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8033: This Week in Haiti 19:10 5/23/2001 (fwd)

"This Week in Haiti" is the English section of HAITI PROGRES
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                           HAITI PROGRES
              "Le journal qui offre une alternative"

                      * THIS WEEK IN HAITI *

                         May 23 - 29, 2001
                          Vol. 19, No. 10


United Nations Secretary General Kofi Annan lent tacit support to
Haiti's Democratic Convergence (CD) opposition front this week in
a report to the U.N. General Assembly, released May 21.

In the agnostic, innuendo-laden language so favored by U.N.
diplomats, Annan portrayed the CD as legitimate and
representative and encouraged internationally-mediated
negotiations between it and the Haitian government. But it is
evident to the vast majority of Haitians (and even the most
casual observer) that the CD is nothing more than a tool of
Washington to politically destabilize Haiti and prod President
Jean-Bertrand Aristide and his Lavalas Family party (FL) to the

Throughout the report, Annan portrays the Haitian government's
timid responses to CD provocations as "intimidation" while
calling the CD's seditious and illegal declaration of a "parallel
government" last February merely "questionable."

Meanwhile, presidential and senate elections held on Nov. 26,
2000 "generated little public interest," according to Annan, even
though the sole monitoring bodies, the 25-member International
Coalition of Independent Observers (ICIO) and a national observer
group, concurred with the 60.5% turnout figure of Haiti's
Provisional Electoral Council (CEP). Annan favored the assessment
of a 4-member CARICOM team and "local and international news
media" (which mostly took its information from the CD) which set
participation between 10% and 20%. Annan echoes the charge of
"Haiti's main international partners" (i.e., the U.S. and France)
that last year's elections were held "without a credible,
independent electoral council."

Annan claims that then President René Préval and Prime Minister
Jacques Edouard Alexis made "implicitly threatening statements"
in the face of terrorizing and destabilizing bombing campaigns
and the CD's "parallel government," when in fact the Haitian
government was chided by those which elected it for not acting
more forcefully against terrorists and the destabilizers.

"I find it regrettable that various opportunities to reach a
political compromise that existed before the elections were not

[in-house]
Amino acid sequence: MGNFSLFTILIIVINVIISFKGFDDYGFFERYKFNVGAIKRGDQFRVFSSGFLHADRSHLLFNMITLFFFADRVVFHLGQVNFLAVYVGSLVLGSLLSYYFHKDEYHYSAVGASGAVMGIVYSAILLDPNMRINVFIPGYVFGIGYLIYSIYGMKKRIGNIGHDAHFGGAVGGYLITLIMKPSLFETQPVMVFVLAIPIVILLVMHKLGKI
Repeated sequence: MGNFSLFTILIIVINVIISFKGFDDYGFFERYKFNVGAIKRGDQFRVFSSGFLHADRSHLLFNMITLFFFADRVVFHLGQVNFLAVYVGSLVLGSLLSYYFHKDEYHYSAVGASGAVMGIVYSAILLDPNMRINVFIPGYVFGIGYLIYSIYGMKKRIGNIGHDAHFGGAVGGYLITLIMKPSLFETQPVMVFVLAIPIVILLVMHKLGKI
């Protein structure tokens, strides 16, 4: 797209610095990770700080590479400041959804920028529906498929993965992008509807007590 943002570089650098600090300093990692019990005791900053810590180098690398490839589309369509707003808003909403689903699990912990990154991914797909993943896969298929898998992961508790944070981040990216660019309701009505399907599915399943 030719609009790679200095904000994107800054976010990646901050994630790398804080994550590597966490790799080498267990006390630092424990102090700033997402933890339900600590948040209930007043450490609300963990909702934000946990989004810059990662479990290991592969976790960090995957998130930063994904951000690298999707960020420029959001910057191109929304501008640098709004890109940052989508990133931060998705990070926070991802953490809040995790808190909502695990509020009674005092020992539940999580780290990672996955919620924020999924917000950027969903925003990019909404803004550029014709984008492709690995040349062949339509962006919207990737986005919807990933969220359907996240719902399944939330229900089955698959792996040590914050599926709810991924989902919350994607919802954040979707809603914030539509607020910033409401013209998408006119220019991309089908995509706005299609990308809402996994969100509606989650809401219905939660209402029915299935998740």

seized and that impediments to the resumption of much-needed
international assistance remained in place," Annan concluded. The
assumption underlying Annan's whole 10-page report is that a
"political compromise" must be reached with an artificial
"opposition front" which has no popular support and remains alive
only through foreign backing. This is why Haitians think their
country is enduring a "false crisis."

Having shunned the National Palace and a state-run Museum, the CD
has now said that it will accept the University of Haiti as
"neutral ground" for negotiations with the FL. While the FL has
not officially responded, it is likely that stalled negotiations
will resume soon given the upcoming OAS general assembly in Costa
Rica on Jun. 3.

Meanwhile, faced with outrage from thousands of local elected
officials, Aristide sought to backtrack from some of his headlong
concessions of recent weeks. In a meeting with local officials
last week he said that the May 21, 2000 elections were not
negotiable. "We are all elected," Aristide told the gathering on
May 16 at the National Palace. "Everyone should remember to never
dare to change what the masses with their ballot have decided."

Then in a speech filled with his trademark elliptical poetry for
Haitian Flag Day, May 18, Aristide told the CD that "Haiti can
only have one democratic sun, of which we can all be rays of
peace." Nonetheless, Gérard Gourgue, the nominal president of the
CD's "parallel government," also issued a declaration asking
Haitians "to join the [CD's] provisional government to together
bring unity, reconciliation, security, and peace for this

While mainstream analysts have argued that Aristide is hardening
his position, Ben Dupuy of the National Popular Party (PPN), a
former FL ally, doesn't detect a new direction for the FL, just a
move by Aristide to appease his troops. "Aristide faced a
rebellion if he had sold out the thousands of officials elected
last May, so he had to take that concession off the table," Dupuy
said. "The point is that he should never have accepted the
Organization of American States' verdict challenging those
elections in the first place. The Constitution says the CEP is
the final arbiter, not the OAS."

More importantly, the FL shows no signs of removing Duvalierists
from key government posts nor disavowing the neoliberal agenda
being implemented by Planning Minister Marc Bazin, a former
Duvalierist Finance Minister and putschist Prime Minister.

On May 18, the PPN distributed thousands of flyers around Haiti
which denounced both the CD and the FL as two political currents
which increasingly resemble each other. "Both have agreed to
apply the neoliberal death plan which foreigners are ramming down
the Haitian people's throat and which will bring even more
hardship to the people," the flyer said. "Both have included in
their ranks soldiers, Macoutes, putschists, and elements from the
'pocket patriot' bourgeoisie." The PPN called on the people to
join with it in "continuing the fight for a true popular
alternative, for a true popular power."

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